Glaucoma Eye Drops

Glaucoma Surgery & Treatment

Glaucoma Eye Drops

What are Glaucoma Eye Drops?

Glaucoma causes pressure to build inside the eye, potentially causing damage to the optic nerve. Untreated, glaucoma can lead to permanent blindness. Eye drops are commonly used to control glaucoma, and work by preventing the pressure from rising to a level whereby harm is caused.

Anyone who has, or is at risk of developing, glaucoma should have regular consultations with a specialist glaucoma eye doctor to monitor and treat the condition.

You’ll be instructed as to how often to use your glaucoma eye drops—most usually daily. It’s very important to stick precisely to the schedule, as failure to do so can lead to uncontrolled pressure build-up and a resulting loss of vision.

A Combination Glaucoma Treatment: eye drops for the individual

There are a variety of different glaucoma treatment eye drops. Your ophthalmologist will determine the one or the combination necessary to treat your particular condition.

The following gives an overview of the various glaucoma treatment eye drops available:

Alpha Agonists

These work by lowering the pressure within the eye in two different ways: they reduce the amount of fluid the eye produces and increase the drainage of fluid from the eye.

Some people find that they experience side effects when they start using glaucoma eye drops. These often reduce with use but, in some cases, your ophthalmologist might need to tweak the dose or, if side effects are severe, change the eye drops entirely.

The most common side effects of alpha agonist eye drops are:

  • Pain, stinging, and redness when the drops are applied
  • Tearing, itching, and swelling
  • Blurred vision
  • Dilated pupils
  • Headache
  • Increased blood pressure
  • Anxiety
  • Fast or irregular pulse
  • Fatigue
  • Dizziness
  • Dry mouth

Beta Blockers

These help reduce internal eye pressure by reducing the amount of fluid the eye produces. Again, these have possible side effects that may or may not reduce with continued use.

  • Redness, stinging, and pain directly after using the drops
  • Blurred vision
  • A slow or irregular pulse
  • Exacerbation of respiratory conditions, such as emphysema, COPD, and asthma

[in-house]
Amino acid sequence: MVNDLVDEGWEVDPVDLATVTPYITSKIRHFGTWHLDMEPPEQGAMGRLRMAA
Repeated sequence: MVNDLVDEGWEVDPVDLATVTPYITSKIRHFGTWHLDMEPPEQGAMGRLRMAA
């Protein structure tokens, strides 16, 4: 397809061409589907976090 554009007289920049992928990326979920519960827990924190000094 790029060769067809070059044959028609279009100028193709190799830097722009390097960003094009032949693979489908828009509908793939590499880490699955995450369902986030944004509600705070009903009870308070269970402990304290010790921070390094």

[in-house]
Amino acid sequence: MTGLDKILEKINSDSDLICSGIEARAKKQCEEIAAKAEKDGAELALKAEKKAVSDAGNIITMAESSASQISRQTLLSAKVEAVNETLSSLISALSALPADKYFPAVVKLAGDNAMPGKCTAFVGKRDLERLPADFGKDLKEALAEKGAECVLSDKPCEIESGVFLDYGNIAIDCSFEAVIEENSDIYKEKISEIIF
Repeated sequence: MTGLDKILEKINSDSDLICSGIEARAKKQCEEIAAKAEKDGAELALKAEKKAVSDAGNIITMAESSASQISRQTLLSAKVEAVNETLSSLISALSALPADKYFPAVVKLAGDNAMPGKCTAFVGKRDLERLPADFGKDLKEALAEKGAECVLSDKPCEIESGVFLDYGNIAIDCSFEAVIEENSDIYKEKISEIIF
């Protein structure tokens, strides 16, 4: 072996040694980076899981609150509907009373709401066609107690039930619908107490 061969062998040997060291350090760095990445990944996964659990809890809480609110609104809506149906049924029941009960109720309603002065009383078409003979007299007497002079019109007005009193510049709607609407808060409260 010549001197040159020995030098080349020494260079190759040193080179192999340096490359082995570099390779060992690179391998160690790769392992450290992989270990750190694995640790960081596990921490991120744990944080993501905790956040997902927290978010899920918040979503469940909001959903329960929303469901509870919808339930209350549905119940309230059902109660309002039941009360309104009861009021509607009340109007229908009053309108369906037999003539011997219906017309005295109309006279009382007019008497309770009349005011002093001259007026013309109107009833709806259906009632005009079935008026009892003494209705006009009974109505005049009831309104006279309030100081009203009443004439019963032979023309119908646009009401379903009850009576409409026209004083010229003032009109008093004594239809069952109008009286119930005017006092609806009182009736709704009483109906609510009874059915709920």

• Exacerbation of hypoglycemic incidences in those with diabetes
  • A lowered exercise tolerance
  • Depression
  • Fatigue
  • Dizziness
  • Lowered or altered libido

Carbonic Anhydrase Inhibitors

These also act to lower the amount of fluid that the eye produces, so reducing the pressure. You might be given these as in eye drop form or to take as a tablet.

Possible side effects include:

  • Stinging, pain, or redness for a while after the drops are applied
  • Blurred vision
  • Fatigue and/or a decrease in energy levels
  • Skin rash (more likely in those with an intolerance to sulfa drugs)
  • Nausea and gastrointestinal problems
  • Altered taste perception—especially with carbonated drinks

For those taking oral carbonic anhydrase inhibitors:

  • Tingling sensation around the mouth or the fingers
  • Increase in urination


Miotic eye drops treat glaucoma by making the pupil constrict, so increasing the amount and rate that the fluid drains from the eye.

Possible side effects from Miotic eye drops include:

  • Blurred vision
  • Poor nighttime vision or in low light environments
  • Nearsightedness
  • Headache or aches around the eyes

Rarely, this drug can increase the likelihood of retinal detachment. While unlikely, your ophthalmologist will discuss your risk level. Symptoms of retinal detachment are:

  • A sudden appearance or increase in floaters (spots or lines that appear to ‘float’ within your vision and move when you try to focus on them)
  • Seeing flashing lights
  • A shadow, or dark curtain, intruding from the top or peripheral area of vision

It’s essential to contact your ophthalmologist without delay if any of these symptoms occur.

Prostaglandin Analogs

These lower eye pressure by stimulating the flow of fluid from the eye. Once again, there are some possible side effects:

  • Painful, red, or stinging eyes after applying the drops
  • Blurred vision
  • Grittiness —or feeling like something is in your eye
  • Darkening of the eyelids
  • An increase in growth of the eyelashes—in thickness, number, and length
  • Photophobia
  • Eyes gradually sinking deeper into their sockets, preventing the normal function of the eyelids
  • Aching joints
  • An increase in upper respiratory tract infections

Do Glaucoma Drops Work?

Your ophthalmologist will curate a glaucoma eye drop treatment plan for your condition. This, combined with regular eye checks and monitoring of your blood pressure, will generally have a positive outcome on the disease. In the case of eye drops for glaucoma failing to have the desired effect, your ophthalmologist will discuss other options with you.

Are There Alternatives to Glaucoma Eye Drops?

An alternative to glaucoma eye drops is surgery. There are different types and, if your eye doctor thinks you’re a suitable candidate, these will be discussed with you.

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West Boca Eye Center
9325 Glades Road, Suite 201.
Boca Raton, FL 33434

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